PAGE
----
The Court of Appeals Continues Defining the Fourth Amendment Implications of the Odor of Marijuana in a Post-Decriminalization Maryland

By John R. Grimm

In 2014, the General Assembly decriminalized possession of small amounts of  marijuana; rather than being a crime, possessing less than 10 grams of marijuana is now a civil offense punishable by a fine.[1]  Courts have been grappling with the effects of this change ever since.  Most notably, since the possession of marijuana is no longer categorically a crime, courts have had to clarify the rules for whether the odor of marijuana still constitutes probable cause sufficient to justify a search or arrest.  Several recent Court of Appeals decisions define the contours of the Fourth Amendment with respect to the odor of marijuana in a post-decriminalization world, and a recent cert grant seems poised to confirm Fourth Amendment limits on marijuana-related arrests.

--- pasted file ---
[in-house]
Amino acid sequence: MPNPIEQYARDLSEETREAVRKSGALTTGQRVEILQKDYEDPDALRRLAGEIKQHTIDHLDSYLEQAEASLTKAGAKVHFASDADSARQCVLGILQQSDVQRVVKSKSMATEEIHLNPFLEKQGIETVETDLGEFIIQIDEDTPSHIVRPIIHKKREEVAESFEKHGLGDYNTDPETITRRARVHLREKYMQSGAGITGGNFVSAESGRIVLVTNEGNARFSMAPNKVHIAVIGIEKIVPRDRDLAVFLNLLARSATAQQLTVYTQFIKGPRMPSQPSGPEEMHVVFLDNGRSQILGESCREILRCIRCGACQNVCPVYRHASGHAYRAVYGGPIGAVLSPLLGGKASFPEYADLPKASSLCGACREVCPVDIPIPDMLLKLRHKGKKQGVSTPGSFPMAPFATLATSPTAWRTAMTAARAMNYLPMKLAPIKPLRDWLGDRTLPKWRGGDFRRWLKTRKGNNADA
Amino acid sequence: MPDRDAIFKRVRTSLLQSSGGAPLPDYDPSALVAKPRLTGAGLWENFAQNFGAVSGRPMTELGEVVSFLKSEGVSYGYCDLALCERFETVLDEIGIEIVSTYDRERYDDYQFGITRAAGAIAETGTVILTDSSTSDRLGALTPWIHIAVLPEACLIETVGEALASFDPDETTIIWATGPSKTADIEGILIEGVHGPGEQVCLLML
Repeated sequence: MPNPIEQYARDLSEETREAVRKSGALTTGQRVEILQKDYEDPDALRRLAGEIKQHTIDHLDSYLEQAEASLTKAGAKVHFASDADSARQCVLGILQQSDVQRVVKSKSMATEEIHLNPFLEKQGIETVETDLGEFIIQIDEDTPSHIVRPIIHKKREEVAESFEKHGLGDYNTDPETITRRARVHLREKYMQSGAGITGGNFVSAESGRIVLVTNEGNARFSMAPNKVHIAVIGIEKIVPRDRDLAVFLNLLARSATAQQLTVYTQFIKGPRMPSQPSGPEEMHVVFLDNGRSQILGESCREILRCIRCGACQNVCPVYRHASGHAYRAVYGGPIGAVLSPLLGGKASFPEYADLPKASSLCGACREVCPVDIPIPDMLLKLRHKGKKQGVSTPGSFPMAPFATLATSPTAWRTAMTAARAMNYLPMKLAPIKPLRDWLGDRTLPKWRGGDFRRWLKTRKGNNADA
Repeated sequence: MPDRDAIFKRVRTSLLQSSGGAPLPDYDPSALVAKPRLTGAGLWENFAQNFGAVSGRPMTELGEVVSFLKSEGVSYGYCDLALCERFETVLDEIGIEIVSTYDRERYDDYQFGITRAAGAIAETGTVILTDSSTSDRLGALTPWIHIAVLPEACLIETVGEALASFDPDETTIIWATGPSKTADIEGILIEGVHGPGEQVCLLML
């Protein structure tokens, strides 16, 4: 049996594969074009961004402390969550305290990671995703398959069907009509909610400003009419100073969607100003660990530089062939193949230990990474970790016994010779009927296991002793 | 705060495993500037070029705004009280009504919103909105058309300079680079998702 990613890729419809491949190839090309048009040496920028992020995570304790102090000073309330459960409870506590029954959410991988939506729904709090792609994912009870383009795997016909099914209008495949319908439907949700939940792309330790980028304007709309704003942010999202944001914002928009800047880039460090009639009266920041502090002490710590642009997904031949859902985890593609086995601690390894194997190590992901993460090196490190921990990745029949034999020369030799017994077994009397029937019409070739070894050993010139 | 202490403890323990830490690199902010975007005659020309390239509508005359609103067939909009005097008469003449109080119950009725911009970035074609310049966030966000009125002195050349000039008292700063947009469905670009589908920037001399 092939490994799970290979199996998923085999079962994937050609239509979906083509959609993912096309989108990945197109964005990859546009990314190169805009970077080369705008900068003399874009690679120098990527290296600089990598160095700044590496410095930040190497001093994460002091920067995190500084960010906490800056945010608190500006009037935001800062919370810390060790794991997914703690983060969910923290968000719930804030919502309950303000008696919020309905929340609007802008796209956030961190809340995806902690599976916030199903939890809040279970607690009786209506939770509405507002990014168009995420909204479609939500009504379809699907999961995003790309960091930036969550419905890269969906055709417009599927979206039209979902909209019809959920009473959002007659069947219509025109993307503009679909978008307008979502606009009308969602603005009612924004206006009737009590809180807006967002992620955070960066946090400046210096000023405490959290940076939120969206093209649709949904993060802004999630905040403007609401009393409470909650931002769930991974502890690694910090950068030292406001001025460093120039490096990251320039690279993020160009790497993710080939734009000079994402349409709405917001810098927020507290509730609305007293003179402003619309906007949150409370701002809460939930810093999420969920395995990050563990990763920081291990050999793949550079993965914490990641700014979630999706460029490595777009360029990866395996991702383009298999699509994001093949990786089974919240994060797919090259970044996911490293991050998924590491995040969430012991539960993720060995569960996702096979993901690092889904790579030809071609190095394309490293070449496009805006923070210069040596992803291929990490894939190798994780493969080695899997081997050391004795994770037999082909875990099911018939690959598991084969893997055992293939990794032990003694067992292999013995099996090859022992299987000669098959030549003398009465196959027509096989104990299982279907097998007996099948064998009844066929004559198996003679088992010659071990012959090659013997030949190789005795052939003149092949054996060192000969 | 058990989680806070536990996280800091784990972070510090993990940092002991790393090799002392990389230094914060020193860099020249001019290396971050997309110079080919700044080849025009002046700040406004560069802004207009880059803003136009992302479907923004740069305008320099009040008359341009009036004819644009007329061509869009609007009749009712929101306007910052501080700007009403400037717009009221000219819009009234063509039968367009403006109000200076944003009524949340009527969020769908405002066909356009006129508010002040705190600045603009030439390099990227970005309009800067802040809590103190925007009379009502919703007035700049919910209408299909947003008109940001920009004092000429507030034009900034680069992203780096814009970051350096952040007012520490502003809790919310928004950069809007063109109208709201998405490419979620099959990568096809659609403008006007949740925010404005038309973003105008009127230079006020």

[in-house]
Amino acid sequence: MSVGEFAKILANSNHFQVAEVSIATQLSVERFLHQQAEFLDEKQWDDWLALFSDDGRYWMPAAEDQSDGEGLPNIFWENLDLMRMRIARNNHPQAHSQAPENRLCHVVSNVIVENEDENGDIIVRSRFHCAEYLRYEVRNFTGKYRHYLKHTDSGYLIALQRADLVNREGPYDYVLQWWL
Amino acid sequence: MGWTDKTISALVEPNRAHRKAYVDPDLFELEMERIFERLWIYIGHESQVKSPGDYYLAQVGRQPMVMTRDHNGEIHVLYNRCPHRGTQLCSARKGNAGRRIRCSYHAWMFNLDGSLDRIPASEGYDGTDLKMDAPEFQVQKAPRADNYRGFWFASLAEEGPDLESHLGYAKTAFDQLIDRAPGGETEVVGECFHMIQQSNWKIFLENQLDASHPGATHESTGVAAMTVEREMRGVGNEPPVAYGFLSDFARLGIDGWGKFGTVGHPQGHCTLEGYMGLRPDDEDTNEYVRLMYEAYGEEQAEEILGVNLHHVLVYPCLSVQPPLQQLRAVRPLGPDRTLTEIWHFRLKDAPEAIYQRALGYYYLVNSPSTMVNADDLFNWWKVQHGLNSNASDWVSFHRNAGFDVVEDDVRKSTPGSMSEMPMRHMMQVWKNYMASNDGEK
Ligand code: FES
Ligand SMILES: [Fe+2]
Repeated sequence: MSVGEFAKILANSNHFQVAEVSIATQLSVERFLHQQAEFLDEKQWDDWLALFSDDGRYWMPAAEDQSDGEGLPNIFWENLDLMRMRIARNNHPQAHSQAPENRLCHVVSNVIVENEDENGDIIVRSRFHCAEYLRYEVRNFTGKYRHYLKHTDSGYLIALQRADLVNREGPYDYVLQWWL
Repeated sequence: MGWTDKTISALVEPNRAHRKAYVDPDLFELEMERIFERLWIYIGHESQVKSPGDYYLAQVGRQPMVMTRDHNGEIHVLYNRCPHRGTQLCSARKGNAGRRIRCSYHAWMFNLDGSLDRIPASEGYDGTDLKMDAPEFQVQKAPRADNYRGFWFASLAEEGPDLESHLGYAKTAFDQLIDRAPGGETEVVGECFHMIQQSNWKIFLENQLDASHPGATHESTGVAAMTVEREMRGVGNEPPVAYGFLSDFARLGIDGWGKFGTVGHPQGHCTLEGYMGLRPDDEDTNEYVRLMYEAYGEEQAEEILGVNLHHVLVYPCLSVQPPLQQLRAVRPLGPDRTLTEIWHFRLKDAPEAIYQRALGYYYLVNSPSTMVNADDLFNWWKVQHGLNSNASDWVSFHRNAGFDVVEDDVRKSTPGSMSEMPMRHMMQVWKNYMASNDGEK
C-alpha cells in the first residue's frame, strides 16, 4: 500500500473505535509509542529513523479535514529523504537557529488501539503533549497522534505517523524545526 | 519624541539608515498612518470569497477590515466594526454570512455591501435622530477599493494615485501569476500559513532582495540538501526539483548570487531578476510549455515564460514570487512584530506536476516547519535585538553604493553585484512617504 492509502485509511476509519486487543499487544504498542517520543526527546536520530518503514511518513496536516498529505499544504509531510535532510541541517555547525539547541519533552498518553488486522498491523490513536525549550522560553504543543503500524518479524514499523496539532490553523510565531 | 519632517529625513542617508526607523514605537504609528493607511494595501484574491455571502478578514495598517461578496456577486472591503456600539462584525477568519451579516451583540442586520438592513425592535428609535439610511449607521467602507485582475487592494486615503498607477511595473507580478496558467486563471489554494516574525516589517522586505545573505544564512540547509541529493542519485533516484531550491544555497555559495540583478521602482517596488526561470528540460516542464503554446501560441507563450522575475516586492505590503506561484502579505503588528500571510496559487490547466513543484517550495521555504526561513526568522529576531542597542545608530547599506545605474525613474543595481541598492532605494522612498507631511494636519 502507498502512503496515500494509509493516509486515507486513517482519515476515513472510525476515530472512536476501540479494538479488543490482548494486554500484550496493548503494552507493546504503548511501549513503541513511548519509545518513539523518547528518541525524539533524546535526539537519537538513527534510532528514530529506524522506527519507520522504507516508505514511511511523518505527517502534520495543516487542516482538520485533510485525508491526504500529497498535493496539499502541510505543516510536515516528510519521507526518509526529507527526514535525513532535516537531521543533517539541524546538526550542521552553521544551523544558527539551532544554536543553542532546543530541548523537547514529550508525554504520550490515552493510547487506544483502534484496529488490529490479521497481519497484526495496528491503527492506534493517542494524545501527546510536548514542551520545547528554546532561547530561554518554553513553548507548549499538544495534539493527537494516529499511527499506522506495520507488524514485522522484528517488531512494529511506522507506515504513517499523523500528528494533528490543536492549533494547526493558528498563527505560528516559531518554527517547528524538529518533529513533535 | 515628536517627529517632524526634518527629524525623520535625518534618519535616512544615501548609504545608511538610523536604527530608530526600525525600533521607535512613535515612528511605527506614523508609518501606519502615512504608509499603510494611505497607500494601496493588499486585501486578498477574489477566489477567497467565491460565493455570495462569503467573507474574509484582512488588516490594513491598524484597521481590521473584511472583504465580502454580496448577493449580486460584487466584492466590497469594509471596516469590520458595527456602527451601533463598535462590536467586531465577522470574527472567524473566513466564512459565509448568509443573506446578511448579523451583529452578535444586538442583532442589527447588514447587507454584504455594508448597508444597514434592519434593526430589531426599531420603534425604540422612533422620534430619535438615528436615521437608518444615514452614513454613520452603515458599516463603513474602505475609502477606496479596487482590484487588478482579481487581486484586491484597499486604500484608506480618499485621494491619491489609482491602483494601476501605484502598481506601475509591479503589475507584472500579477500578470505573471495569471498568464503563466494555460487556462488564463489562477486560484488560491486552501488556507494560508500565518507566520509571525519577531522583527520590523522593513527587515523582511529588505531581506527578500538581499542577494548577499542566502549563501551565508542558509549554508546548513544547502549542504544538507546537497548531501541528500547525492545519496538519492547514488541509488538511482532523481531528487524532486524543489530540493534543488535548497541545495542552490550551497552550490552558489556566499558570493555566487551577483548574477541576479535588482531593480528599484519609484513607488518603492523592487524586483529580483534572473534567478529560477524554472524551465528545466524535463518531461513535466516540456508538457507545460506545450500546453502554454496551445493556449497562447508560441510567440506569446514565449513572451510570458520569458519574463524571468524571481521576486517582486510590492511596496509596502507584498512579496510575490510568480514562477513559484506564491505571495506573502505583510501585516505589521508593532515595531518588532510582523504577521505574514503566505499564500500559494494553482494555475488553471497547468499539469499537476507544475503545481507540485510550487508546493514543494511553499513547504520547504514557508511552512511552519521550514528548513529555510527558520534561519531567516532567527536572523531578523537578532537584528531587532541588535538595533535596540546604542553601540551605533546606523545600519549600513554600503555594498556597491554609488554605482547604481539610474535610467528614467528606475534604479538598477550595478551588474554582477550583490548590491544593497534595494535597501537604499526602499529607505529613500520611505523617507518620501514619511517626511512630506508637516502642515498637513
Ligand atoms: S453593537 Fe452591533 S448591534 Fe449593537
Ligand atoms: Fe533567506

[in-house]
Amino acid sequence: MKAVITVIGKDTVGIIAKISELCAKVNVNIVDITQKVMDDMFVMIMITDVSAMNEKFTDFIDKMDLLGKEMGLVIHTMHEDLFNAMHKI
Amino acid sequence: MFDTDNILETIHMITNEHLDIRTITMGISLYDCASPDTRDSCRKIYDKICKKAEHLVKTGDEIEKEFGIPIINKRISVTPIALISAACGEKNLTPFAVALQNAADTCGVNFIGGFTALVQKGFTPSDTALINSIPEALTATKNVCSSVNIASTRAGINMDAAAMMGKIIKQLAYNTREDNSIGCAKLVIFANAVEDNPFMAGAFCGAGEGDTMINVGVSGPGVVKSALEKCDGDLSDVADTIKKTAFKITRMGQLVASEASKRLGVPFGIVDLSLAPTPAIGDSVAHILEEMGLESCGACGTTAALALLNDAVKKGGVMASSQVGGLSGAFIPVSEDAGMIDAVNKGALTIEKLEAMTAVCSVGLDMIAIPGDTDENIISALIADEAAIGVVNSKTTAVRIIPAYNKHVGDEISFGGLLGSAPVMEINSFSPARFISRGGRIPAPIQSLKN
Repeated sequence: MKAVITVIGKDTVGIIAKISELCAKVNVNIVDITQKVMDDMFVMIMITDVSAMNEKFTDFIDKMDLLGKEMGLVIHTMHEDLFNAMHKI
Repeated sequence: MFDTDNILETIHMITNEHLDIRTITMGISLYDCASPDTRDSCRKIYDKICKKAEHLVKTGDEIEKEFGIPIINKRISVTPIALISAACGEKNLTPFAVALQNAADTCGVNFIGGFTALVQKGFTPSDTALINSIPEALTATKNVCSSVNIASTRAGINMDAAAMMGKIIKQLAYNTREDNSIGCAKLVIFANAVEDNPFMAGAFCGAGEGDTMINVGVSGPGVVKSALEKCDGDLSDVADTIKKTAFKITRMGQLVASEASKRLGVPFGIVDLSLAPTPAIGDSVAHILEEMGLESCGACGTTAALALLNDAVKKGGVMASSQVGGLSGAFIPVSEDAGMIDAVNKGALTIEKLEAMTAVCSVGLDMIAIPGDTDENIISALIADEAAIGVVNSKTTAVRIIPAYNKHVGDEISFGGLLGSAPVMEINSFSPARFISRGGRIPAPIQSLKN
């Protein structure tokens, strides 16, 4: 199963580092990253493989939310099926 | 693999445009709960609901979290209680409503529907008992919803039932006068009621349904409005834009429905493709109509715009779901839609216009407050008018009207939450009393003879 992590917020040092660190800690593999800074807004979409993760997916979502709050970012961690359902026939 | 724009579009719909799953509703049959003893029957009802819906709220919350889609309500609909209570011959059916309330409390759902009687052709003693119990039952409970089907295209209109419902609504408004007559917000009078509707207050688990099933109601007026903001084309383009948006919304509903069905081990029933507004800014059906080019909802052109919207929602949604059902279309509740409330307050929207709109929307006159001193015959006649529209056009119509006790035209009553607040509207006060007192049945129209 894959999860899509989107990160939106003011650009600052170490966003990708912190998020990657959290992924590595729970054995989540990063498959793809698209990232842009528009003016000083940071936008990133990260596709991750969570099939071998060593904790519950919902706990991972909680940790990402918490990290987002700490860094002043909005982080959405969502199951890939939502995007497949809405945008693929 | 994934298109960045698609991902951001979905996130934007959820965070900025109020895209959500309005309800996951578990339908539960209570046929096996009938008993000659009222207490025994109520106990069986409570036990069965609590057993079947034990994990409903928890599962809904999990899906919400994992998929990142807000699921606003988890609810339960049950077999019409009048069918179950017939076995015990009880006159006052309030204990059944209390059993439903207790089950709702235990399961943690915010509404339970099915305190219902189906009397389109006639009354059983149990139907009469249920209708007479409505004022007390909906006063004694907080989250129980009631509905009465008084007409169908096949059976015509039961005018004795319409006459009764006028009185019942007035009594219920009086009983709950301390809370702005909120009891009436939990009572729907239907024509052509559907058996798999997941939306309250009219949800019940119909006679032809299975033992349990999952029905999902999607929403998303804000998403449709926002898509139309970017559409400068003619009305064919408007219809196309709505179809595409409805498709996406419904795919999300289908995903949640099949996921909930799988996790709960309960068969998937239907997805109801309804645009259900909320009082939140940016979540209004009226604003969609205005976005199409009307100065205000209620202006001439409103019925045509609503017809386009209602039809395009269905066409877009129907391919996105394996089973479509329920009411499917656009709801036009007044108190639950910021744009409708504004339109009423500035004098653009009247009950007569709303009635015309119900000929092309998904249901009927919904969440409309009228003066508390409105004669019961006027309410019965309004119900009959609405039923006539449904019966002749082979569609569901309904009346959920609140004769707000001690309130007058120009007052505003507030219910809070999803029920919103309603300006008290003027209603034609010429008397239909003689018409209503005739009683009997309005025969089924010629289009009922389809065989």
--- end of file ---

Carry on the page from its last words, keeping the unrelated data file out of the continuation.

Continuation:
Although any warrantless search is presumptively unreasonable, courts have long recognized numerous exceptions to the warrant requirement.  Nearly all of these exceptions require, as one of their elements, that the search be supported by probable cause.  Once possession of less than 10 grams of marijuana was decriminalized, defense attorneys began challenging warrantless searches by arguing that the odor of marijuana no longer gave police probable cause that crime was being committed, because not all marijuana possession was illegal.

The Court first considered such an argument when it decided Robinson v. State.[2]  In Robinson, the Court held that the odor of marijuana still constitutes probable cause to search a car under the automobile exception to the warrant requirement, which allows police to search a car when they possess probable cause that the car contains contraband or evidence of a crime.[3]  The Court reasoned that although possessing marijuana is not per se a crime, its presence can still be evidence of crimes, including possession of more than 10 grams of marijuana, distribution of  marijuana, or driving under the influence.[4]